Morning Newspapers. Indiscretions. Injustice. Bad service. People who slander and gossip over coffee everyday and champagne during fashion weeks. Unresolved expectations between her and her partner Marianne Dulong, who perhaps had hoped for greater relief of administrative tasks, as Anja Alajdi joined the firm four and a half years ago.
But the creative spirit thrives not in front of a computer in an office with schedules, finances and the ordering of materials. She does not have private computer time each day. She collapses in her chair at the mere thought.
"Ten years ago I could have penetrated so much into a corner that I had progressed without seeing me back," she says.
On visits to the psychologist
It was something unresolved between the two, when Marianne Dulong called for them to go together to 'lay down on the couch' with a psychologist for more than a year.
"We found out that we are very similar. Our visions are the same, and we complement each other perfectly. I often have ideas, she refines them and makes them work in the workshop. And out of 25 of my ideas, it is perhaps only a few that can be done. It was a super exciting course which I do not think I could have taken to pursue. On the way I'm probably a hard cake, while Marianne is more comprehensive and contains enormous great empathy," says Anja Alajdi who has learned how to react in a situation - or fail to respond if that is more appropriate.
Exercise and training ares one of her greatest fixed points in life
For example, she was recently out to lunch with a group of girlfriends. It was busy, they might have asked for water three times, and when the already sullen waitress came with the bill, she sighed heavily and rolled heir eyes since Anja Alajdi didn't even have money. One of her friends got the urge to smooth things out and look for small change, but Anja Alajdi stopped her and breathed out a big trombone discharge.
"You know, now you take these 150 kroner, and then do not tell me you do not have any change in the box after all the guests you have had." But then I felt that I was starting to make something big out of something that was really a small thing. For what do I get out of creating me? I felt bad, and the waitress got it bad. So I calmed myself down a bit again," she explains.
Also in private, she has had to suck it up a little and refrain from always being right. She has strong opinions on topics such as layout and diet, and she is full of ideas and arguments for them, but the feeling of solidarity is still important. That is why she and her boyfriend, Steen Christiansen, ended up with dining chairs from Ikea as a tolerable compromise, instead of the designer chairs that she wanted, and such that she sees big differences in her and ex-husband's vision of bedtimes for their children, Otto, 8, and Karla, 13. They live close to each other and for the sake of the children she has invested in a good relationship with him, so they tolerate each other so fully so as to offer themselves to each other at dinnertime and to go on holiday together, including with her new boyfriend and his two children.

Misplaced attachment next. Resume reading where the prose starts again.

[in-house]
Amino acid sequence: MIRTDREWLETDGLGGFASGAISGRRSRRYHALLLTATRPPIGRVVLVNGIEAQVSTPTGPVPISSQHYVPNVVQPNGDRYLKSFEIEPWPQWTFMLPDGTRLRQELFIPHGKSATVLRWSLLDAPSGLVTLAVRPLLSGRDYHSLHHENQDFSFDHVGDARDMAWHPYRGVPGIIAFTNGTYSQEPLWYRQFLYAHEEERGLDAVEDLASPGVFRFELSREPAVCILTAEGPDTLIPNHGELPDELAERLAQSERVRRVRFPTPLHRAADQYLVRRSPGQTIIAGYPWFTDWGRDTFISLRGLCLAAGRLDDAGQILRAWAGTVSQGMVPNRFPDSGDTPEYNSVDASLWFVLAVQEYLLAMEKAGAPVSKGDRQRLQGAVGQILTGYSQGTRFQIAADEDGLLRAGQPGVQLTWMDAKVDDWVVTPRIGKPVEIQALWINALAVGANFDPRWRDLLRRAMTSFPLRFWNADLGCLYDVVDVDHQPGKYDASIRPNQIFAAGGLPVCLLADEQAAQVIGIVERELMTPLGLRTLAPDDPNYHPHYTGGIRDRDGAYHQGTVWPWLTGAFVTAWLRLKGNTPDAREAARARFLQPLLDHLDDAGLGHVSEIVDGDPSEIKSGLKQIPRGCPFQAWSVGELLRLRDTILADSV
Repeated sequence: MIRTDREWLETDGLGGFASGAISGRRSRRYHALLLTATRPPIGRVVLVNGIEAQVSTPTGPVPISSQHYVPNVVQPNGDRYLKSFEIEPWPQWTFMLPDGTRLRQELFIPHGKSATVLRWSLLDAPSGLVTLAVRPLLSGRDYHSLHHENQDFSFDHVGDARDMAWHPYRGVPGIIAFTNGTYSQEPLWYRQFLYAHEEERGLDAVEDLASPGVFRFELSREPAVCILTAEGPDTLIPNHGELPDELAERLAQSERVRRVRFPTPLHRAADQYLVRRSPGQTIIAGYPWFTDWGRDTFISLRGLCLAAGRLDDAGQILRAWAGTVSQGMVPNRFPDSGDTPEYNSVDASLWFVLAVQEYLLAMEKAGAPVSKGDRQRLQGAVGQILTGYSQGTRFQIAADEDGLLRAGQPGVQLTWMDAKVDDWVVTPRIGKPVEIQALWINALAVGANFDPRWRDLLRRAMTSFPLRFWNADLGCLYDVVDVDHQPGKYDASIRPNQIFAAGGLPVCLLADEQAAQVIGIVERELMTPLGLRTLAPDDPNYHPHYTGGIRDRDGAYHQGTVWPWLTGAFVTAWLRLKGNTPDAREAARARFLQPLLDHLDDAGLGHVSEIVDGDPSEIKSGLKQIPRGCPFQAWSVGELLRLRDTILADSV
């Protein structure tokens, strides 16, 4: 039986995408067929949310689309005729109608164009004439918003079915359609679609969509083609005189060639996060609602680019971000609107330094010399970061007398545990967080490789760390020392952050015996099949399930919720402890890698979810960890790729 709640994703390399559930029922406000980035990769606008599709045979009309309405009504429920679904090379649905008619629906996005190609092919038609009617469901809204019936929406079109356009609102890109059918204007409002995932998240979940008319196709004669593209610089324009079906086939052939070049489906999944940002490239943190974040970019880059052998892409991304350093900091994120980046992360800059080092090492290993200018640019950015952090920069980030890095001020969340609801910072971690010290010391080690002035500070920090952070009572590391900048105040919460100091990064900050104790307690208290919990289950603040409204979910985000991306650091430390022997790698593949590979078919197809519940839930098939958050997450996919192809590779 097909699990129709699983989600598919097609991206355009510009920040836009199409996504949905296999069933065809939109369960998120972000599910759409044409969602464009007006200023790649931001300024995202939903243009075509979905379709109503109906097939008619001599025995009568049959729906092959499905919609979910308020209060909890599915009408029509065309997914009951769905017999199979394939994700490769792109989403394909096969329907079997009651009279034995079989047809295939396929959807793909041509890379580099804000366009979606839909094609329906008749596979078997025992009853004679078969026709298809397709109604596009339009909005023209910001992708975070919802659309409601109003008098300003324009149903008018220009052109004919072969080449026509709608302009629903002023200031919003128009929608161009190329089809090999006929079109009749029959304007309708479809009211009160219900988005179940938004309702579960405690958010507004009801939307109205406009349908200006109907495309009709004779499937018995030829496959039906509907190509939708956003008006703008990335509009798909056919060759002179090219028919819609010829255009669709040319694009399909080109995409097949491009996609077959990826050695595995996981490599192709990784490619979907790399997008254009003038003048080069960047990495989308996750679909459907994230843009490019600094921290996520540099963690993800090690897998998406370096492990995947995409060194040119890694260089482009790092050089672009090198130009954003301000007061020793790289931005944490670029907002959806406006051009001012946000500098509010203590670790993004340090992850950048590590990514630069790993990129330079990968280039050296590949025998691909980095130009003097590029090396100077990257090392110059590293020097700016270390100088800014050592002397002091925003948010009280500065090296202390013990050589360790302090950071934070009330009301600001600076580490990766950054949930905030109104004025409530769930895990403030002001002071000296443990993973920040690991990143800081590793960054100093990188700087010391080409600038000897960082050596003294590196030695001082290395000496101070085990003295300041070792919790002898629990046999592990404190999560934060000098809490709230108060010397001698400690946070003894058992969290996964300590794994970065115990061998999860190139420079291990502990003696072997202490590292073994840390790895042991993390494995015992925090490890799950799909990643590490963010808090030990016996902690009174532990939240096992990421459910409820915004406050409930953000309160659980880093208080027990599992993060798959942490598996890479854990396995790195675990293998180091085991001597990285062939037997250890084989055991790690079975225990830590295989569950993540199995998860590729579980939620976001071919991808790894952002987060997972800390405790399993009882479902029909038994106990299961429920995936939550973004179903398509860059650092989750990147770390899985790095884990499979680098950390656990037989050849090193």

Love among the royals
The two worked side by side in the royal couple's service for some years before they really fell for each other on the royal couple's first official trip to Australia. He changed jobs, so they are not mixing their private and professional lives together, and today she has him with her at work in the guise of two tattoos on her right wrist, a small white star and his name in red.
It is currently covered by a thin gold chain, which is wound several times around and welded in place. It is convenient for her, despite her job, to easily forget to put on jewellery. On the whole, she takes her own dressing easier nowadays and may well find herself meeting up for some session in a track suits, sometimes probably to the great surprise or disappointment to anyone.